2 Thin-Layer Chromatography (TLC) TLC is a fast, simple, and inexpensive analytical technique used to determine or monitor:- The # of components in a mixture.- The identity of two substances.- The effectiveness of a purification.- The appropriate conditions for a columnchromatographic separation.- The progress of a reaction.- Column chromatography effectiveness.
3 Thin-Layer Chromatography (TLC) TLC involves spotting a dilute solution (1%) of sample on one end of a small sheet that has been coated with silica gel (SiO2) or alumina (Al2O3), known as the stationary adsorbent phase.The sheet is placed upright inside a jar in a small pool of solvent. As the solvent rises up the sheet by capillary action, the components travel at different rates based on competing interactions with the mobile (solvent) and adsorbent phases.SiO2 is used for separation of more polar compounds while Al2O3 is used in the separation of non-polar compounds.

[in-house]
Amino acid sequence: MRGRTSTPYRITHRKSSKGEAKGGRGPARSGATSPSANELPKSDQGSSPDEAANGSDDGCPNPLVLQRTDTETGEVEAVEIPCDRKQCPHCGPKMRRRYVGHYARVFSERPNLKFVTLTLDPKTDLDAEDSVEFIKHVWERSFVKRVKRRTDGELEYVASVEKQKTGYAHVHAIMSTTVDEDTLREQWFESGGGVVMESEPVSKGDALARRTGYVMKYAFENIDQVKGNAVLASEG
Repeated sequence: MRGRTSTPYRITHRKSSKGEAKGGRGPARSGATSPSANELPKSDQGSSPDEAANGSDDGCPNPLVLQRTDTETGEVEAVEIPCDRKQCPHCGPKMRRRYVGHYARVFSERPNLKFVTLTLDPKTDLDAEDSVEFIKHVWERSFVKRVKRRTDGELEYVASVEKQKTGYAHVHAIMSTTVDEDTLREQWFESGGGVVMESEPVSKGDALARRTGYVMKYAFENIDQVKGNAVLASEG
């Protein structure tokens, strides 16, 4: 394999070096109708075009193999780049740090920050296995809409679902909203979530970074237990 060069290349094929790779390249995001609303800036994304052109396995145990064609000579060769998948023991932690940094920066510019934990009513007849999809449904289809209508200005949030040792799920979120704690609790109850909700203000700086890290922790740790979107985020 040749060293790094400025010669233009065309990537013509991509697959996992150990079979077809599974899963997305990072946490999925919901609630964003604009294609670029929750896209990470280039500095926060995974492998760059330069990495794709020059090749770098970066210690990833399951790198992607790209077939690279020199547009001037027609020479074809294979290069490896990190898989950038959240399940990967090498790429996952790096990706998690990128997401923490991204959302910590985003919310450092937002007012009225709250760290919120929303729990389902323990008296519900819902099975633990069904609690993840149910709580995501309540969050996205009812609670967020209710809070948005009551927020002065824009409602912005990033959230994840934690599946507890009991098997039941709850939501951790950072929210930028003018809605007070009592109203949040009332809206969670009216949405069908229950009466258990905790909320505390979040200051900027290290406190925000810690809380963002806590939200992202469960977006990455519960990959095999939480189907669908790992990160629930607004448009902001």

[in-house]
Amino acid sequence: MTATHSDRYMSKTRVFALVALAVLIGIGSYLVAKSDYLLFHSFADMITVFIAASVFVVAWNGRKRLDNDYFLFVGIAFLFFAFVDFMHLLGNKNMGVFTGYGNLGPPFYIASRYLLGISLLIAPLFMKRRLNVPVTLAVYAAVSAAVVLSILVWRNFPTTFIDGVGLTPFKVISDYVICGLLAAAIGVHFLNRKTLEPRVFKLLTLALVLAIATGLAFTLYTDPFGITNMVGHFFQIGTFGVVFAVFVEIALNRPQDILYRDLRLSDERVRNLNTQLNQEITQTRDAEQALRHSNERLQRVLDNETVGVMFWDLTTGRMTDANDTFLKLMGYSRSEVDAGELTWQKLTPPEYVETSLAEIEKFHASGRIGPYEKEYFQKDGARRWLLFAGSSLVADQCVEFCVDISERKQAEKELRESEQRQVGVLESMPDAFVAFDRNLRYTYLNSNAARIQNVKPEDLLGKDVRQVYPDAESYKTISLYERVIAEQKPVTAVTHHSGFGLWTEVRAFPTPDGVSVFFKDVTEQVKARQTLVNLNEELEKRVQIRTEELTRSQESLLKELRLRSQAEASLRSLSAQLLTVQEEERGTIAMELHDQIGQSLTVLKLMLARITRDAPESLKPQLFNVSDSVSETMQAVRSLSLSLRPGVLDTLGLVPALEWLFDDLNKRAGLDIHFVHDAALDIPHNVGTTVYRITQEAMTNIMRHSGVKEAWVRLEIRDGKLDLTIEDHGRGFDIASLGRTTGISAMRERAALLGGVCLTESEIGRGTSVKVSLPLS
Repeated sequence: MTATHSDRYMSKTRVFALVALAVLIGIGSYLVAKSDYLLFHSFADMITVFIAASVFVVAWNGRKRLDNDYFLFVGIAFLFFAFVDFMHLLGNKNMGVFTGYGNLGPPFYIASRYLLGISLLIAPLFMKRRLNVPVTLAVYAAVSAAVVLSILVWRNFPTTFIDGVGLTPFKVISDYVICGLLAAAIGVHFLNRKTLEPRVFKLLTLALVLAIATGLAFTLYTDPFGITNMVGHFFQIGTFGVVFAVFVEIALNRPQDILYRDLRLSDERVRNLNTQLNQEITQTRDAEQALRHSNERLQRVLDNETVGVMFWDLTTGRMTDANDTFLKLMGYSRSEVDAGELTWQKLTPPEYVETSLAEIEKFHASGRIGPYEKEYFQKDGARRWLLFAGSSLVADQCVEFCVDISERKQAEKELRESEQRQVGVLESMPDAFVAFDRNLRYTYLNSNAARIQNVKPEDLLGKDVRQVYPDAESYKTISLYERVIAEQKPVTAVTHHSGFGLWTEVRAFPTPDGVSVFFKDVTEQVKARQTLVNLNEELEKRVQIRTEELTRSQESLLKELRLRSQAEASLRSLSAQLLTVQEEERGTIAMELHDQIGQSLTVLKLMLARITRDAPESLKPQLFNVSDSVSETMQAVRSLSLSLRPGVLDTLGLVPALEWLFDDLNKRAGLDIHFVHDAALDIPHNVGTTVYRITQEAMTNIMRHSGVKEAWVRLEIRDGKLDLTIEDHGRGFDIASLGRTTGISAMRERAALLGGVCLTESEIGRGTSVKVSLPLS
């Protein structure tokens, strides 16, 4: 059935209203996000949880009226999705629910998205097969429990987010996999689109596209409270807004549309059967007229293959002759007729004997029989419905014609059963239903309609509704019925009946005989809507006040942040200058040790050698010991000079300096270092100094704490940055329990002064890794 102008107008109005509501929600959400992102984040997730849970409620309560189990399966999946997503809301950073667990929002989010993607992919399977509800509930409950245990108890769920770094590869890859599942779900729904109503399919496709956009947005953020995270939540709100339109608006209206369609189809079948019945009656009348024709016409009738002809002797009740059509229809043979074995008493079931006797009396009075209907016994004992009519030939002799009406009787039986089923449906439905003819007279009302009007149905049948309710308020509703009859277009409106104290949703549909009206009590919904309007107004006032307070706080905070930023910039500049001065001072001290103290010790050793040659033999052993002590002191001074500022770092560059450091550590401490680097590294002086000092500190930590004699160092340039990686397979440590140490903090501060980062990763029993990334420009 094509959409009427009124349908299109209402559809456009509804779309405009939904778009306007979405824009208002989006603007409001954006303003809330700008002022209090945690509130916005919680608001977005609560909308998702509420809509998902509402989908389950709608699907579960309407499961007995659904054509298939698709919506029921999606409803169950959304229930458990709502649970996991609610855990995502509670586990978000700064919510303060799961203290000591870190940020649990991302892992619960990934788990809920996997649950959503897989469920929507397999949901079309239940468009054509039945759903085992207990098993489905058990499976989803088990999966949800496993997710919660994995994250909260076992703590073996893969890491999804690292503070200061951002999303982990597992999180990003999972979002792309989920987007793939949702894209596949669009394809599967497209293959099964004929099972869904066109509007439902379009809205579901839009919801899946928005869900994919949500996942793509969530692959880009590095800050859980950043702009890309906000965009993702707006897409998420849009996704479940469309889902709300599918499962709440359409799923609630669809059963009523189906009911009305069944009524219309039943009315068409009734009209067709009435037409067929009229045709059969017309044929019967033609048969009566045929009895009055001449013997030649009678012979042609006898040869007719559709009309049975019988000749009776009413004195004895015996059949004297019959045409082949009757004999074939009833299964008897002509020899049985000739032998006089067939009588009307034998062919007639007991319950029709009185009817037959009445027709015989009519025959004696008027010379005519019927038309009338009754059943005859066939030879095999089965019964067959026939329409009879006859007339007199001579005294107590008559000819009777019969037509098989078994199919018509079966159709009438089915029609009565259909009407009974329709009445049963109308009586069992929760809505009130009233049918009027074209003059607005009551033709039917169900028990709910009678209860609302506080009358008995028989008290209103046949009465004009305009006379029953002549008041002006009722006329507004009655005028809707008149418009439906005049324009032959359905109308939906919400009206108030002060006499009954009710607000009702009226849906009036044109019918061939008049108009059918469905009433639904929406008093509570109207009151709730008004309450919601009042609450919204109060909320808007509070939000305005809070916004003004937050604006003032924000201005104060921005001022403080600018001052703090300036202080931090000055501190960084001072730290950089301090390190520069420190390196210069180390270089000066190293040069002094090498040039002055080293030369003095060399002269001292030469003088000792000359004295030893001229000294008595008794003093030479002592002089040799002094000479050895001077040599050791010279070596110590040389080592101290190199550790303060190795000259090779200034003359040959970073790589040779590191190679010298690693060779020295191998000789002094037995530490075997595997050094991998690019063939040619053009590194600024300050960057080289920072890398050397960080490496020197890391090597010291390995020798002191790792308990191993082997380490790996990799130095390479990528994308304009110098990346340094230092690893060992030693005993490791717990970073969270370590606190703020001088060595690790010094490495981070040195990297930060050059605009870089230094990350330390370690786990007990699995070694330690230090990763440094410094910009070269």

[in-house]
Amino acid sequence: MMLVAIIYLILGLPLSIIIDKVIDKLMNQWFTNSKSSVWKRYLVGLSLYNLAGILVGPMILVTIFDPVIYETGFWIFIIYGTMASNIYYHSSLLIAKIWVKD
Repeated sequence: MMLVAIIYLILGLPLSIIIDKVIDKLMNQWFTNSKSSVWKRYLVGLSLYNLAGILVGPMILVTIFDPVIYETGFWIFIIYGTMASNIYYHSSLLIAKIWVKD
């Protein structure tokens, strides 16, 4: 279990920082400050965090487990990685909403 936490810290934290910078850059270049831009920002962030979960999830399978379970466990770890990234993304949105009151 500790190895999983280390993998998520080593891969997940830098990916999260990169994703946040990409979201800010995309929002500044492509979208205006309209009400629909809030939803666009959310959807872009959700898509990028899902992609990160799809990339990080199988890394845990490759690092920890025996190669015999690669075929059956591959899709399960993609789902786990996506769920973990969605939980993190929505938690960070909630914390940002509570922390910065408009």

4 Thin-Layer Chromatography (TLC) A polar solvent will carry a polar compound farther while a non-polar solvent will carry a non-polar compound farther.Rf value is the ratio of the distance the spot travels from the origin to the distance the solvent travels.
5 CommentsDo not let the plate sit in the solvent chamber after the solvent front reaches the top of the plate. Why?When spotting, the solution typically adsorbs very quickly and the spot can easily get larger than desired (1 mm diameter).Make 3-4 lanes on each plate, marked with pencil and ruler and experiment with large and small spots to find which works best.Record the Rf values for each substance.Follow lab handout for all experimental procedures.Keep the layer of liquid with the most color.Do not evaporate the dichloromethane solution
6 Comments Solvents used are flammable, use caution Separation of components should be easy to distinguish.Answer questions: 2, 3 (p. 192)